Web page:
As a little girl there was only one thing I wanted… a brother. When my Mom called that September day to tell me she had just delivered her fourth daughter (my third sister), I put down the phone, grabbed my pre-packed basket with all the necessities a four-year old could possibly need (white t-shirts, underpants (as we loved to call them then), my blanket (of course) and snacks) and off I went. I had warned my mother before she left that if she didn’t bring me a brother, I would leave. Granted, one couldn’t go very far on an island and by nightfall I was back home. But the longing for a brother stayed with me.
Nearly 9 years later, William Ashton was born. My world changed that day. You see, I was a determined and driven little girl (I mean I did run away from home at the age of 4) and dreamt of the Ivy Leagues and law school and thus children and being a mom was never really a thought. But then, I held my new brother just hours old for the first time. And my world stopped. The instant bond and love I had for little Will was like nothing I had experienced before.
From that day on, my life goal was quite simple… to be the best big sister I could be. I enjoyed every basketball game at The Club, little league games at The Delta Fields, pizza nights at Sophie T’s, just times together. As we both got older, I cherished visits to my apartment in Boston and proudly took Will to his first concert at The Orpheum. Moe. What a trip.
And then the unimaginable happened. I was walking down Charles Street that January night in 2008 and my world stopped. Again. My sister called to tell me that William had been in an accident and was taken to the emergency room. I looked at the time and realized there was no way for me to get home. The 7 pm flight from Logan was taking off in 10 minutes and the last boat was leaving Hyannis in an hour. I couldn’t get home to be by his side. Thirty minutes later, my mom called and told me that William was gone.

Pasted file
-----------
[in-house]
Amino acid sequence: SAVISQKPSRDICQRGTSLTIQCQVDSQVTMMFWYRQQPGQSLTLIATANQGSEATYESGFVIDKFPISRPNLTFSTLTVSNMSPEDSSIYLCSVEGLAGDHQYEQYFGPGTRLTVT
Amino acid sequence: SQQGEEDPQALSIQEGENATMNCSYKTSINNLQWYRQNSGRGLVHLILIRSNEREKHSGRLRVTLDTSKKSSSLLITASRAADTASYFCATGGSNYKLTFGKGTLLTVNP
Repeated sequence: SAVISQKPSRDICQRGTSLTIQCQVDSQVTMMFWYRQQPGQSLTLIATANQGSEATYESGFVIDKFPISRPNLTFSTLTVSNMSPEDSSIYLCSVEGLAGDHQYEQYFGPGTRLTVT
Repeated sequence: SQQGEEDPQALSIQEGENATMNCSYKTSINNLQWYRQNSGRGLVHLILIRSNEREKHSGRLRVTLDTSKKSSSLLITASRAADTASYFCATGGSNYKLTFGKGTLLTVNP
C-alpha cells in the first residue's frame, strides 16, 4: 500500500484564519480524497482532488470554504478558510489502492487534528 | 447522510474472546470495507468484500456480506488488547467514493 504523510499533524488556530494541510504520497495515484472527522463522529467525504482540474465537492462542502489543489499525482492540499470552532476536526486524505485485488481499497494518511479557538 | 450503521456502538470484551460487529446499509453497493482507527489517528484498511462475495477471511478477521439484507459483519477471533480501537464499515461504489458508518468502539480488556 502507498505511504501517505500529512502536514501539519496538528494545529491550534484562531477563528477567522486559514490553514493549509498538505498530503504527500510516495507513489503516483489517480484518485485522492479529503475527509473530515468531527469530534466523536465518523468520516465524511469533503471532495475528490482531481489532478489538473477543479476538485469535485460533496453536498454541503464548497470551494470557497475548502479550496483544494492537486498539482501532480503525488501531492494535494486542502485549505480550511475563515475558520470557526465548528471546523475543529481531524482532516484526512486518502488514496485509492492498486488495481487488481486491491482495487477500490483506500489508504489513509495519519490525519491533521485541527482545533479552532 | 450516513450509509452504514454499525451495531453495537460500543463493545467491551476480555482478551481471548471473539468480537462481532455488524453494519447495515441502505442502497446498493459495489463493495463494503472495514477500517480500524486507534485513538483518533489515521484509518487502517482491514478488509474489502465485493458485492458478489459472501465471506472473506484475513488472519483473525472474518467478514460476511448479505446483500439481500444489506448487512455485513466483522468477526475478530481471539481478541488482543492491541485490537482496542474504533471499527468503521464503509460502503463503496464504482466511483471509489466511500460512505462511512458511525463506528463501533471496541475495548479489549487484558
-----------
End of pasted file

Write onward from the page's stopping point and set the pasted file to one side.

To this day, it is still difficult for me to comprehend that my sweet brother is not here. I will never see his smile or be the reason he laughs again. I will never see him graduate from college, fall in love, get married, be a father. I have written about loss before but nothing, even my divorce, compares. You know what I struggle with most… what were the last words I spoke to him. We had spent the holidays together and enjoyed our yearly ritual of going for a drive to look at all the Christmas lights. I remember him getting out of the car and opening my door to give me a big hug. Did I tell him I loved him then? Did I tell him how proud I was of him? I think so but I can’t remember. It still eats at me to this day.
I try to find peace in the written word and this past weekend, I picked up Alice Hoffman’s Survival Lessons. Her Short Guide to a Happy Life has always been one of my favorites. She writes “I forgot that our lives are made up of equal parts sorrow and joy, and that it is impossible to have one without the other. This is what makes us human. This is why our world is so precious.” I have learned that the hard way. People often comment that I have such strength in going after what I want. I have my brother to thank for this. So let his passing remind you of this too. If you want something, fight for it. If you love someone, tell them. If you have wronged someone, apologize. Life is far too short to hold onto any fear.
And Will, thanks for continuing to shine your light on me. You were everything I ever hoped a brother could be and so much more. Can’t wait to see you again!